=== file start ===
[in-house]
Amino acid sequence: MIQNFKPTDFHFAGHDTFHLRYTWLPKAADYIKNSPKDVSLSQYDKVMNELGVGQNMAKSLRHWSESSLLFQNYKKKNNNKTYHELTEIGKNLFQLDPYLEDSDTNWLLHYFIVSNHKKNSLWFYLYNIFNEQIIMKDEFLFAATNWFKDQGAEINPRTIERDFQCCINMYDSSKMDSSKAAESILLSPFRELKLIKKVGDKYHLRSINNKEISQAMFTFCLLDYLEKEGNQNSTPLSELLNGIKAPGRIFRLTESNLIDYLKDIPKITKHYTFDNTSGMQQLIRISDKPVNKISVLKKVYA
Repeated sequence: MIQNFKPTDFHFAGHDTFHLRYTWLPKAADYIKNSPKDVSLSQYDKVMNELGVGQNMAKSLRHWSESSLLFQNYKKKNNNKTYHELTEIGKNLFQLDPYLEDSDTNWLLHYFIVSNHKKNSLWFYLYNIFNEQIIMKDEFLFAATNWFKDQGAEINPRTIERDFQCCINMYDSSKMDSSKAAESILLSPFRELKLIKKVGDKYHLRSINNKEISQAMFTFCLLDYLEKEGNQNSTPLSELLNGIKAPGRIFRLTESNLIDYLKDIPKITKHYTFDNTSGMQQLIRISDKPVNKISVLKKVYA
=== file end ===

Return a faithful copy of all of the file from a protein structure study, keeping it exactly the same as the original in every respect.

[in-house]
Amino acid sequence: MIQNFKPTDFHFAGHDTFHLRYTWLPKAADYIKNSPKDVSLSQYDKVMNELGVGQNMAKSLRHWSESSLLFQNYKKKNNNKTYHELTEIGKNLFQLDPYLEDSDTNWLLHYFIVSNHKKNSLWFYLYNIFNEQIIMKDEFLFAATNWFKDQGAEINPRTIERDFQCCINMYDSSKMDSSKAAESILLSPFRELKLIKKVGDKYHLRSINNKEISQAMFTFCLLDYLEKEGNQNSTPLSELLNGIKAPGRIFRLTESNLIDYLKDIPKITKHYTFDNTSGMQQLIRISDKPVNKISVLKKVYA
Repeated sequence: MIQNFKPTDFHFAGHDTFHLRYTWLPKAADYIKNSPKDVSLSQYDKVMNELGVGQNMAKSLRHWSESSLLFQNYKKKNNNKTYHELTEIGKNLFQLDPYLEDSDTNWLLHYFIVSNHKKNSLWFYLYNIFNEQIIMKDEFLFAATNWFKDQGAEINPRTIERDFQCCINMYDSSKMDSSKAAESILLSPFRELKLIKKVGDKYHLRSINNKEISQAMFTFCLLDYLEKEGNQNSTPLSELLNGIKAPGRIFRLTESNLIDYLKDIPKITKHYTFDNTSGMQQLIRISDKPVNKISVLKKVYA